The fact that the European elections are on the same day as the local council ones is going to boost UKIP’s turnout

No Overall Control (a scenario in which neither Labour or the Tories can run the council outright with a majority) would be the perfect situation for UKIP, whose councillors, however few, would now need to be wooed for every vote – or they could be given enough promises and positions by one of the major parties that their loyalty is effectively ‘bought’, of course.

UKIP also makes much of its commitment to having no local party whips. Staveley himself has written an article on the matter, which will be published on the Citizen at 5pm today.

Does Staveley feel his organisation can ‘deliver’ Croydon for UKIP in the European elections, to be held on the same day as the locals? While Croydon is not its own constituency in the European Parliament, it is a large part of the London constituency, and if Nigel Farage wants to top the national poll, he will need to win big in heavily populated urban areas.

“Maybe,” Staveley told me, admitting he had not given it much thought, “Croydon was the third most succcessful area in London for UKIP last time [in 2009], so we should do well.”

The fact that the European elections are on the same day as the local council ones is going to boost UKIP’s turnout. For this reason alone, they will be a wildcard that must be taken into account by political observers in Croydon this year. Nevertheless, I had a great many questions about the kind of relevant policies the party is going to propose to voters in Croydon (there is no chance of an EU referendum being unilaterally ordered by Croydon Council), and what it sees as realistic goals for this year. Peter Staveley provided me with many answers to those questions. I just made sure I avoided asking him about the weather.

The steadfast mediator: The Green Party

Shasha Khan is the co-leader of the Croydon Greens. When we spoke yesterday, he stressed the ‘co’, and was full of praise for his fellow co-leader,  Tracey Hague. Khan has long been the co-ordinator for Croydon Greens, but has in recent years been working as the head of the Stop The Incinerator Campaign, and as the elections in May draw nearer, he didn’t want to let one of his commitments detract from the other. I asked him what the Greens have in mind for Croydon, and for 2014.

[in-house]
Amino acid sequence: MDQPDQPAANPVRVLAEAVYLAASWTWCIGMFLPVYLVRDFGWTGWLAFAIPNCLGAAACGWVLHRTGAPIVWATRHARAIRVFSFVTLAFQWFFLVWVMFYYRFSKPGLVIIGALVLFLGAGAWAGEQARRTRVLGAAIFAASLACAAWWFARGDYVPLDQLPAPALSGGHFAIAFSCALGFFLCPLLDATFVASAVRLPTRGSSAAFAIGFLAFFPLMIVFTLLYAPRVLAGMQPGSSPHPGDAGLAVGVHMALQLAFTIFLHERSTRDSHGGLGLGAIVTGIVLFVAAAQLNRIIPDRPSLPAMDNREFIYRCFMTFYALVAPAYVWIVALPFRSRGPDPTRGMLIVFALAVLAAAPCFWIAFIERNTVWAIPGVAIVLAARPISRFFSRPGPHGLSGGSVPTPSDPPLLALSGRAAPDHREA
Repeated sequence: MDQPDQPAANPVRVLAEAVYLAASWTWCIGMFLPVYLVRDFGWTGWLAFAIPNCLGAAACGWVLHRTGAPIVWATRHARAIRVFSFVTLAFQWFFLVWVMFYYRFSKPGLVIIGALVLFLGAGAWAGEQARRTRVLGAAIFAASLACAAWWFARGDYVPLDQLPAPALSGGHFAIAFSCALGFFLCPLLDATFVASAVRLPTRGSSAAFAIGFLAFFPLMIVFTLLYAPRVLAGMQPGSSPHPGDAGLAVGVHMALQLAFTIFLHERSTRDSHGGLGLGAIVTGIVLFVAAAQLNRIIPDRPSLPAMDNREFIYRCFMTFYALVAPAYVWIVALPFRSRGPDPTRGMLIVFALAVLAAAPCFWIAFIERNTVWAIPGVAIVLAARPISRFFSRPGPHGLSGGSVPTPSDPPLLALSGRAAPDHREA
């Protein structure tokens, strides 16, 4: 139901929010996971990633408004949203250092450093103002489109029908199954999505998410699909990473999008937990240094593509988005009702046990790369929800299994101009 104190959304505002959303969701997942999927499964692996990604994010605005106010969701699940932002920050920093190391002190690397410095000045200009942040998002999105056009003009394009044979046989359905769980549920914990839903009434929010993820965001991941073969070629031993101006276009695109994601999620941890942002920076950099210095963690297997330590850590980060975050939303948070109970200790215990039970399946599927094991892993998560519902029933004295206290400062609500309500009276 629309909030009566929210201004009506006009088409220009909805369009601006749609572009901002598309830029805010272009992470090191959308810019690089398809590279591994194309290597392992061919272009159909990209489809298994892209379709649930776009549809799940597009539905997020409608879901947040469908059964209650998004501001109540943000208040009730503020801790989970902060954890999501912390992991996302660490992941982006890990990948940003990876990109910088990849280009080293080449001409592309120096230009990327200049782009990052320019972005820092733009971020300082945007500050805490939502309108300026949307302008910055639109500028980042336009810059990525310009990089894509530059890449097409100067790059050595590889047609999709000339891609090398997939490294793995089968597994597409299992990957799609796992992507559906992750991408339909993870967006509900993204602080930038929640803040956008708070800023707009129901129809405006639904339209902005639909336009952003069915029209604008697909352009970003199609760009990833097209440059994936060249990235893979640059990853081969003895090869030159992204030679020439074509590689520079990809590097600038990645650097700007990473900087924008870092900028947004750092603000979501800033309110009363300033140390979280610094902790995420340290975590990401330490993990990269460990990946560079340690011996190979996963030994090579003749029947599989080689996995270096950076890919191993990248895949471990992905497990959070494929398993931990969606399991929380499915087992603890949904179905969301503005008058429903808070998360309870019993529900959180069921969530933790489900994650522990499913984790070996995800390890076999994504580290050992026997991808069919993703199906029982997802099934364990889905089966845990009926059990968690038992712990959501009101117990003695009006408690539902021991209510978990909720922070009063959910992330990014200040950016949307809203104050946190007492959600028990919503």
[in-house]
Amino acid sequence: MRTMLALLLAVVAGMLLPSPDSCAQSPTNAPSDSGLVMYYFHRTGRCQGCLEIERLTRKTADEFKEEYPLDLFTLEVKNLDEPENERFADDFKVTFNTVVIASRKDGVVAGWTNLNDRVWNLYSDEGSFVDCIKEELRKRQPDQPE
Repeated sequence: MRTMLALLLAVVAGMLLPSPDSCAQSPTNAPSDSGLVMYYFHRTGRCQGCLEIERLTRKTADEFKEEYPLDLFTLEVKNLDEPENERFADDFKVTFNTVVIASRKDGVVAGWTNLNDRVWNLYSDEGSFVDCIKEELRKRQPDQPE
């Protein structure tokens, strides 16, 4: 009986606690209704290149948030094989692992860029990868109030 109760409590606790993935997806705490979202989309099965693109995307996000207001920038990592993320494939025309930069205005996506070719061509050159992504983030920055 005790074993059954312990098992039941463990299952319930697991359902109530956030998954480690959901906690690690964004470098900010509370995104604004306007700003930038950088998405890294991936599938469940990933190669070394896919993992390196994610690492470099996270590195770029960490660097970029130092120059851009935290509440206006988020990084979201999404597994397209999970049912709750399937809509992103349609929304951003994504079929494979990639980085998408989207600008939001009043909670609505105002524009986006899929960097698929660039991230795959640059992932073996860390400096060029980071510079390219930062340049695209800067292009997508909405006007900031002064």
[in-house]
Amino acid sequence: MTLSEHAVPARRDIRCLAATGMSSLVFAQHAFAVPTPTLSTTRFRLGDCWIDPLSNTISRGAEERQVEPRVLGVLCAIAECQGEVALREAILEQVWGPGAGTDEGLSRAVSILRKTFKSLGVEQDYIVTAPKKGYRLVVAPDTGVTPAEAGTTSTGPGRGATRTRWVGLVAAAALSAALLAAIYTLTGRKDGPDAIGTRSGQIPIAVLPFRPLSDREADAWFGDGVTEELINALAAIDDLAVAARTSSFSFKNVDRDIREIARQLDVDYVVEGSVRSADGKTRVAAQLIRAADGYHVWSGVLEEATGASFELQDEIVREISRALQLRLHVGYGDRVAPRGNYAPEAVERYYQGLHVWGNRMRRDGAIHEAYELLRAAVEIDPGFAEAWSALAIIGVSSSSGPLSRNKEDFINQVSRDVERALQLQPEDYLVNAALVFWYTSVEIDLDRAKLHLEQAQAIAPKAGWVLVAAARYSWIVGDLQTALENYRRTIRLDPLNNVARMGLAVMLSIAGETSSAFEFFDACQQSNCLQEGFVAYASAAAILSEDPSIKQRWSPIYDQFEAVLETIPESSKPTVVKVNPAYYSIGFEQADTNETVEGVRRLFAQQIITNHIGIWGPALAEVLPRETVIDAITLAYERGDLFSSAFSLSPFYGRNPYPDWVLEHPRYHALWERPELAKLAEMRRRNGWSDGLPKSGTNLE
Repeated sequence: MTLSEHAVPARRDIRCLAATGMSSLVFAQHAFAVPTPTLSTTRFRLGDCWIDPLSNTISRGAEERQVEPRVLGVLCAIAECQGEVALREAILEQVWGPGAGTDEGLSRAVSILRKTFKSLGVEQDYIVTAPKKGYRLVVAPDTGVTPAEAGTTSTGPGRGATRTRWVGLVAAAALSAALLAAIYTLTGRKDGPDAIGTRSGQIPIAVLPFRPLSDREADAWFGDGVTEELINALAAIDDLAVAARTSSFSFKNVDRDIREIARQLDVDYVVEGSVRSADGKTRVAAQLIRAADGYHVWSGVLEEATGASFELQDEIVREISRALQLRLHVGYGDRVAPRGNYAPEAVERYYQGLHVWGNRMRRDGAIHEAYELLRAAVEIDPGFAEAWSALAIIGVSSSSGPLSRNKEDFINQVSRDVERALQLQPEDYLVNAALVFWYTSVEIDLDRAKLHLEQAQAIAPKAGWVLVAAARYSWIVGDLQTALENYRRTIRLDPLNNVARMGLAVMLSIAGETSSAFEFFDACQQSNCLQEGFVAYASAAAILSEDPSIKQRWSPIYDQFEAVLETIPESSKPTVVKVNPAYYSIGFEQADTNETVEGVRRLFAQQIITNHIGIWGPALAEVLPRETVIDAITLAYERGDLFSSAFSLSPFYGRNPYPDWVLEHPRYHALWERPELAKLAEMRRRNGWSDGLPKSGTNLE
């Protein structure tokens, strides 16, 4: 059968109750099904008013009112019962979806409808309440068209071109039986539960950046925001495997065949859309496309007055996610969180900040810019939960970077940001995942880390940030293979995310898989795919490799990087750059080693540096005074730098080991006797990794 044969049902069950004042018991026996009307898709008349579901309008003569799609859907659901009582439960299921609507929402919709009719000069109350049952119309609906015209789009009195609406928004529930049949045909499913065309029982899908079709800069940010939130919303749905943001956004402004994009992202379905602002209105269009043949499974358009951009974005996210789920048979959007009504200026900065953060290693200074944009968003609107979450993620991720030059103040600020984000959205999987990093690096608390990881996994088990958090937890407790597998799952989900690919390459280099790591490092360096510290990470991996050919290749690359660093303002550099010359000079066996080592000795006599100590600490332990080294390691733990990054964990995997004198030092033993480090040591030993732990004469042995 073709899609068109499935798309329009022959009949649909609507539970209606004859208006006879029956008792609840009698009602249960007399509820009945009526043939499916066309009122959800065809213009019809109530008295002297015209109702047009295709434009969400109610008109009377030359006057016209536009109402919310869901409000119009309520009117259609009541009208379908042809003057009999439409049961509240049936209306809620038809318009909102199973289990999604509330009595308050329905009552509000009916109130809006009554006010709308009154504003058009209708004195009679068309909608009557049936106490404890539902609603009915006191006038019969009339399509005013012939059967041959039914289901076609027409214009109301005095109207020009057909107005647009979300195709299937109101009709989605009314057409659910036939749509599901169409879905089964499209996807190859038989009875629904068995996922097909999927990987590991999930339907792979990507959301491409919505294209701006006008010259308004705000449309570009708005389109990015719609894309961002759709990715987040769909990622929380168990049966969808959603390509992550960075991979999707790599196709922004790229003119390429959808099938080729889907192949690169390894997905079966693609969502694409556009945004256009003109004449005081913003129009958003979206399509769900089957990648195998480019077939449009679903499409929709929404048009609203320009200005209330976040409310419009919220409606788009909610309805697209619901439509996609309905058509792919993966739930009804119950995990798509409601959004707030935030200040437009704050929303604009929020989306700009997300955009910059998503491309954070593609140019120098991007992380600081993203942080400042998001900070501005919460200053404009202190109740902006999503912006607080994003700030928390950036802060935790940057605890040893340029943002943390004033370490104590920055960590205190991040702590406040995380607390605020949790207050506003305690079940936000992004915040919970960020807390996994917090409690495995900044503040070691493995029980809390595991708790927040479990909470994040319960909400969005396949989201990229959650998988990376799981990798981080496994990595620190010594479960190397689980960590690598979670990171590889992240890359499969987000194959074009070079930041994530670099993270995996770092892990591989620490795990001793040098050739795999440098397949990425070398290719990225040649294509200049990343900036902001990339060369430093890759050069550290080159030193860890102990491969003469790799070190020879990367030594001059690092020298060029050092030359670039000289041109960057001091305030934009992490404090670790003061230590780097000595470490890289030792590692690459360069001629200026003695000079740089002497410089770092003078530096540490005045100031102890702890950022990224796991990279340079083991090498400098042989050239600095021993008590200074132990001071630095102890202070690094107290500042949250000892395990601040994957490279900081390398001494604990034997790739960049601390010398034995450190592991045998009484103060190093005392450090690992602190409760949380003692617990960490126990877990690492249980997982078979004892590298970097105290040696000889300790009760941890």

First up was the issue of how to run the council. The Croydon Greens wish to emulate the tempestuous Brighton and Hove Council, which the Greens have controlled since 2010. There, a 1:10 ratio between highest paid and lowest paid council employees was imposed, leading to a de facto ‘maximum wage’. In Brighton, the Chief Executive took a pay cut and the lowest paid workers got as high a wage as possible – this kind of fairness may appeal to some in Croydon, and could be a useful differentiator for the Greens, as Labour are also seeking to turn Croydon into a ‘living wage council’.

In Croydon, voters respond very negatively indeed to proposals that would limit the usefulness of their cars

Other policies include a 20mph speed limit across all residential roads, to increase road safety, and encourage walking and cycling throughout the borough. It’s unclear how voters will react to the proposal to introduce more ‘Home Zones’ where absolute priority is given to pedestrians and cyclists. People generally respond positively to the idea of making places safer for children to play in, but in Croydon in particular, they respond very negatively indeed to proposals that would limit the usefulness of their cars.

Unsurprisingly, the Beddington Lane incinerator (an issue on which I cut my political reporting teeth last year) forms a central plank of the Greens’ prospective manifesto. Taking a hardline position, the Greens would pull out of the South London Waste Partnership, renegotiate the contract with both the SLWP and Viridor (the incinerator company), and work with colleagues in Sutton, Kingston and Merton to arrange a referendum on whether people want their waste sent to an incinerator or recycled.

A protest outside the Sutton Civic Centre on 24th April, the date of the deferral of the decision regarding the incinerator. The incinerator is moving forward now, but the Greens will place it front and centre of their 2014 campaign.

In my discussion with Khan, the problem of flytipping in the north of the borough reared its head again – but this time, a positive solution was proposed. Khan wants a carrot and stick approach – careful surveillance of the usual areas, as well as free bulk collection of commonly flytipped items. All this would be publicised in several different languages (he had better not tell Peter Staveley).